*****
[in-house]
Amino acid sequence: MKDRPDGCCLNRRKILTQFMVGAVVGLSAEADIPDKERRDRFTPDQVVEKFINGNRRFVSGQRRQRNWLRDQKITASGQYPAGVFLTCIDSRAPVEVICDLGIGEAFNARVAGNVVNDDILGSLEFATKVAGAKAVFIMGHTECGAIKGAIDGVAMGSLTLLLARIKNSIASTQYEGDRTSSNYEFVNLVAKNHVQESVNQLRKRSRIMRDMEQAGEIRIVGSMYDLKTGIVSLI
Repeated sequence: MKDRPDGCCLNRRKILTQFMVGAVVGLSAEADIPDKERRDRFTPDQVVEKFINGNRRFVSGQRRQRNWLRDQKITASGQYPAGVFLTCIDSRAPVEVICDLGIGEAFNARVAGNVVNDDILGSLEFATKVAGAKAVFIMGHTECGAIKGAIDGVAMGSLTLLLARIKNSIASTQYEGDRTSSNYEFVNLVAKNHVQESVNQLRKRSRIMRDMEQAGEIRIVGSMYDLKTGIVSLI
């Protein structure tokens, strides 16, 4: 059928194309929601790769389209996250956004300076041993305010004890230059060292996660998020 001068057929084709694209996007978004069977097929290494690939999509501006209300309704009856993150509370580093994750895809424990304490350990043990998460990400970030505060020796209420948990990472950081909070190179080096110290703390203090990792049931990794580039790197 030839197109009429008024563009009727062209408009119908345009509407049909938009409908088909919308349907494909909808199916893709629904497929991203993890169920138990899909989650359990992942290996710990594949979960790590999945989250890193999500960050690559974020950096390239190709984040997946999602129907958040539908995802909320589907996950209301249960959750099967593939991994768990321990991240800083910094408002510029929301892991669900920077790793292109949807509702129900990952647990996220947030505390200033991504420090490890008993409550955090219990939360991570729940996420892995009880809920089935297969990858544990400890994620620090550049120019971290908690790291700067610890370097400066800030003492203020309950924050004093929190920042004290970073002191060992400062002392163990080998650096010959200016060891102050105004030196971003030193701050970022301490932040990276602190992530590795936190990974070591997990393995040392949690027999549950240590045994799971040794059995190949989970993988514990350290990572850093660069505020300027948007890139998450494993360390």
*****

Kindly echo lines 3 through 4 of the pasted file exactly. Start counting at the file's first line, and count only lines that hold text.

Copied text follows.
Repeated sequence: MKDRPDGCCLNRRKILTQFMVGAVVGLSAEADIPDKERRDRFTPDQVVEKFINGNRRFVSGQRRQRNWLRDQKITASGQYPAGVFLTCIDSRAPVEVICDLGIGEAFNARVAGNVVNDDILGSLEFATKVAGAKAVFIMGHTECGAIKGAIDGVAMGSLTLLLARIKNSIASTQYEGDRTSSNYEFVNLVAKNHVQESVNQLRKRSRIMRDMEQAGEIRIVGSMYDLKTGIVSLI
């Protein structure tokens, strides 16, 4: 059928194309929601790769389209996250956004300076041993305010004890230059060292996660998020 001068057929084709694209996007978004069977097929290494690939999509501006209300309704009856993150509370580093994750895809424990304490350990043990998460990400970030505060020796209420948990990472950081909070190179080096110290703390203090990792049931990794580039790197 030839197109009429008024563009009727062209408009119908345009509407049909938009409908088909919308349907494909909808199916893709629904497929991203993890169920138990899909989650359990992942290996710990594949979960790590999945989250890193999500960050690559974020950096390239190709984040997946999602129907958040539908995802909320589907996950209301249960959750099967593939991994768990321990991240800083910094408002510029929301892991669900920077790793292109949807509702129900990952647990996220947030505390200033991504420090490890008993409550955090219990939360991570729940996420892995009880809920089935297969990858544990400890994620620090550049120019971290908690790291700067610890370097400066800030003492203020309950924050004093929190920042004290970073002191060992400062002392163990080998650096010959200016060891102050105004030196971003030193701050970022301490932040990276602190992530590795936190990974070591997990393995040392949690027999549950240590045994799971040794059995190949989970993988514990350290990572850093660069505020300027948007890139998450494993360390």